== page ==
If all the innovative young French film critics who were writing for Cahiers du Cinema in the 1950s had been asked who among them would go on to actually make films of their own, the answer would have been unanimous — Jacques Rivette. Yet compared to the output of some of his better-known contemporaries, such as François Truffaut, Jean-Luc Godard and Claude Chabrol, Rivette’s work remains relatively obscure.
Born in Rouen, France, in 1928, Rivette arrived in Paris in the late ’40s to pursue filmmaking. After being refused admission to film school for failing the entrance exam, he pursued his cinematic education on his own, obsessively viewing his way through the vast film archives available at the Cinémathèque Française. Meanwhile, he was also making his own experimental short films and working as a cameraman for Truffaut and Eric Rohmer, and as an assistant to Jean Renoir.
If Rivette’s films remain relatively obscure, it may in part have to do with their sheer length, with many of them clocking in at an average running time of four hours. Such running lengths reflect his fascination with the ability of cinema to approximate actual life lived in real time, giving him the space to collaborate improvisationally with the actors (many of whom he worked with repeatedly), exploring themes of art vs. life, identity vs. performance, and illusion vs. reality. Frequently his films deal with the process of creation itself, often focusing on theatrical groups preparing for performance.
L’Amour Fou (Mad Love, 1968, 252 minutes), commonly considered one of Rivette’s masterpieces, utilized different types of film stock to painfully narrate the disintegration of the relationship between a director and an actress as they take part in rehearsals for the play Andromaque. And then there’s the legendary, improvisational Out 1: Noli Me Tangere (1970), which runs for nearly 13 hours and chronicles two rival theater companies that are both rehearsing different plays by Aeschylus. Although originally meant to be shown in installments on television, it never was and has been shown only once in its entirety. Out 1 is what film scholar David Thomson calls “the film fou, the impossible and unseeable picture, the grail of a certain kind of collective enterprise.”
One of Rivette’s more influential films is Céline et Julie Vont en Bateau (Céline and Julie Go Boating, 1974, 193 minutes). This meandering adventure begins with Julie, a librarian, sitting on a park bench in Paris reading a treatise on magic. Suddenly, the alluring Céline, a magician by trade, walks by with her clothes fluttering in the breeze. Sporting a green feather boa, she drops various objects as Julie follows behind picking them up, pursuing Céline throughout the city yet never catching her.
Julie plays with a tarot deck in the library; Céline socializes with a group of people and tells fanciful stories that are utterly untrue; then Céline inexplicably shows up at Julie’s apartment claiming she is being pursued, and the next thing you know she moves in and takes a shower. One day, Julie enters a house but finds herself unable to remember what happened there. By consuming mysterious pieces of candy, Julie and Céline are able to gain access to the house, where they witness an awful melodramatic seduction involving two women and a man that gets played out over and over again.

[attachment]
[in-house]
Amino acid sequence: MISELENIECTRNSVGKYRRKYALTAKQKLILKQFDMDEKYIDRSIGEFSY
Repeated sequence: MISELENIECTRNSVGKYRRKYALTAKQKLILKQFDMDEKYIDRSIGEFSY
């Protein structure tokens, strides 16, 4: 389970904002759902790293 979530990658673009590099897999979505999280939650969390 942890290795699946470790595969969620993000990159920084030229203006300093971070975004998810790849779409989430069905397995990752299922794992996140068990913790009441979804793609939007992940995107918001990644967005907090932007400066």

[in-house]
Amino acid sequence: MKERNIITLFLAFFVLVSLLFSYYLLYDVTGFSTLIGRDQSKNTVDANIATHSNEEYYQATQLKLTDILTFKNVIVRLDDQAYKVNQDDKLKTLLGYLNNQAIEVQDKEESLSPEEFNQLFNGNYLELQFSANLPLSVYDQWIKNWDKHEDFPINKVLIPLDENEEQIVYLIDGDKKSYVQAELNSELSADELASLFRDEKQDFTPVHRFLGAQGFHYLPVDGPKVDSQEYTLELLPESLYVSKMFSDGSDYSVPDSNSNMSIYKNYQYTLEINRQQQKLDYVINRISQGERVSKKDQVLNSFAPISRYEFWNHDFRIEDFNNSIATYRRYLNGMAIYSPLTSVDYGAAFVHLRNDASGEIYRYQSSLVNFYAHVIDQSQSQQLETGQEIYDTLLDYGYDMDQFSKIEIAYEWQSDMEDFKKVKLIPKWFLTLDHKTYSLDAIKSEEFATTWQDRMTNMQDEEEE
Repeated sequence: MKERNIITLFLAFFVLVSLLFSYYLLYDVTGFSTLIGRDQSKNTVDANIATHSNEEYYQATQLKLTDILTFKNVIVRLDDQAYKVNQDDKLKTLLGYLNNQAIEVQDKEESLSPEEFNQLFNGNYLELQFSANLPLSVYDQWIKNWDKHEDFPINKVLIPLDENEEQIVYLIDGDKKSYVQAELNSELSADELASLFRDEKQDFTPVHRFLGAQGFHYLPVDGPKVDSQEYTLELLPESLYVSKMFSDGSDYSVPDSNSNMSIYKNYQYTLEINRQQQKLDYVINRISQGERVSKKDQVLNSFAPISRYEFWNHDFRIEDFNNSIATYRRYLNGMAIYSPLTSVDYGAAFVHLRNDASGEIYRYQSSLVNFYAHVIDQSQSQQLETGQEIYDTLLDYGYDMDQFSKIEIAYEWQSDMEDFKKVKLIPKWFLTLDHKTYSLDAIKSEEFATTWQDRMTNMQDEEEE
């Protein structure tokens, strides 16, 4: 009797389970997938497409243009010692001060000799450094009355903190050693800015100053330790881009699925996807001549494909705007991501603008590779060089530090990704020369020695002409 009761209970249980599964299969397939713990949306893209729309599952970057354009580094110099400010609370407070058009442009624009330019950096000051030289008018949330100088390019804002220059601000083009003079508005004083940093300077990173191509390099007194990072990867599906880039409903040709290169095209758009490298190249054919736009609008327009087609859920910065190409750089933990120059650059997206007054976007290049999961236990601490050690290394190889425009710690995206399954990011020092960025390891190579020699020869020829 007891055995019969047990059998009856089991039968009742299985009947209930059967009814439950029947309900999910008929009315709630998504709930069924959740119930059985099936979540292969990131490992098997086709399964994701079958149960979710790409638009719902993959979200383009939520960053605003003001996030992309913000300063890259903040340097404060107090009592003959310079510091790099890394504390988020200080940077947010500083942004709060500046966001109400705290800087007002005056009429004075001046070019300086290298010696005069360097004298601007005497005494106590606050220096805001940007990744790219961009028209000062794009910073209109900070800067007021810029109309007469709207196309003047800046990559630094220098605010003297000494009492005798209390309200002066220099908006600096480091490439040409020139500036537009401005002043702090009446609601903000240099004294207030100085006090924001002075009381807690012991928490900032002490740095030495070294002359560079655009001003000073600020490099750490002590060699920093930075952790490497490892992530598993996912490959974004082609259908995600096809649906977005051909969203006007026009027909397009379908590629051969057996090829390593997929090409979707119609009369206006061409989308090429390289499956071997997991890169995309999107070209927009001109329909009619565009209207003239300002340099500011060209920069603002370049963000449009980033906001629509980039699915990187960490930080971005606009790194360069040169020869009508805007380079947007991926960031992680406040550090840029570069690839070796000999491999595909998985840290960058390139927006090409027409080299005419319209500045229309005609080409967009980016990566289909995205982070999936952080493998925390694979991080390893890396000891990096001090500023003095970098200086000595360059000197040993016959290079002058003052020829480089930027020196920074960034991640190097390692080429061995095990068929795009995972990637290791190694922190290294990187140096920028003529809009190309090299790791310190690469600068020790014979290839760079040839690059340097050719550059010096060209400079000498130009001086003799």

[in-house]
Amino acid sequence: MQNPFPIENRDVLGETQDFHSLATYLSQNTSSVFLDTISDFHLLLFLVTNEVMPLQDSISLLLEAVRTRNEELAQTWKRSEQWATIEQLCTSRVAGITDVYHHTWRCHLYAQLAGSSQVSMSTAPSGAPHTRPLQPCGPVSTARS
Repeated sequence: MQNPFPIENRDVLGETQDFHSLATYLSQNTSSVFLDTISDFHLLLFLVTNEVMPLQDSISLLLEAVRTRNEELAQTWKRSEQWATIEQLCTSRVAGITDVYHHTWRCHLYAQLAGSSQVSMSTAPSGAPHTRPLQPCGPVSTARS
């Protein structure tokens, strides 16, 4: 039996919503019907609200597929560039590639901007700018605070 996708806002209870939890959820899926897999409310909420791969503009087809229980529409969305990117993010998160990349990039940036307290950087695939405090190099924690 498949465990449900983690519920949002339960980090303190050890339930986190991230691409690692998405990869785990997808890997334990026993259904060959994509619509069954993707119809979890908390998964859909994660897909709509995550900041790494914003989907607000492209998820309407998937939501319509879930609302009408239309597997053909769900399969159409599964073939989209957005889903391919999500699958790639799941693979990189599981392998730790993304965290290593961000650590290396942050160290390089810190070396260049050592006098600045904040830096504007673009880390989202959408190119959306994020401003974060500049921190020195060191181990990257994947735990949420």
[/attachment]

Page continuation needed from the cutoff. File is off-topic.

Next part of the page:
There is a maid and a nurse in the melodrama, and with dreamlike logic, sometimes they are played by Julie and at other times by Céline. Eventually they disrupt the artificiality of the stilted drama by initiating a Marx Brothers routine and rescue a little girl who lives in the house. Finally, Céline and Julie do actually go boating, and the movie ends as it began, only this time it is Céline dreaming on the park bench. An interesting companion film is Richard Linklater’s Before Sunrise (1995), which is a direct tribute to Céline and Julie.
Rivette has often been quoted as saying, “The cinema is necessarily fascination and rape, that is how it acts on people: It’s something unclear, something one sees shrouded in darkness, where you project the same things as in dreams.” Something similar can be said of painting as it is portrayed in Rivette’s 1991 Cannes Festival winner, La Belle Noiseuse.
La Belle Noiseuse roughly translates as The Beautiful Annoyance or The Beautiful Troublemaker. For the aging painter Frenhofer (Michel Piccoli), who has been mired in a period of creative sterility for years, it’s the title of his unrealized masterpiece. One day, Nicolas, a young artist, and his beautiful girlfriend, Marianne (Emmanuelle Béart), arrive at the chateau where Frenhofer and his wife live in a self-described “state of perfect stability — happiness, you might say.” Frenhofer explains that “La Belle Noiseuse” originally referred to a 17th century courtesan who led a crazy, unstable life and had an unsettling effect on others.
Ultimately, the title comes to stand for persons who disturb us, who painfully unnerve and transform us in ways we cannot control or understand. Such becomes the relationship between Frenhofer and Marianne as he picks up his work again, using her as the new model for his unfinished masterpiece.
In his current film, Va Savoir (Who Knows?, 2001, 154 minutes), which can be seen at the Detroit Film Theatre this weekend, Rivette returns to two of his favorite themes — the theater and human relationships — as he explores the emotional entanglements of three men and three women, and as a company stages Luigi Pirandello’s As You Desire Me. Warmly received at Cannes, Va Savoir shows that at age 73 Rivette is still at the top of his game.Deborah Hochberg writes about film for Metro Times. E-mail her at firstname.lastname@example.org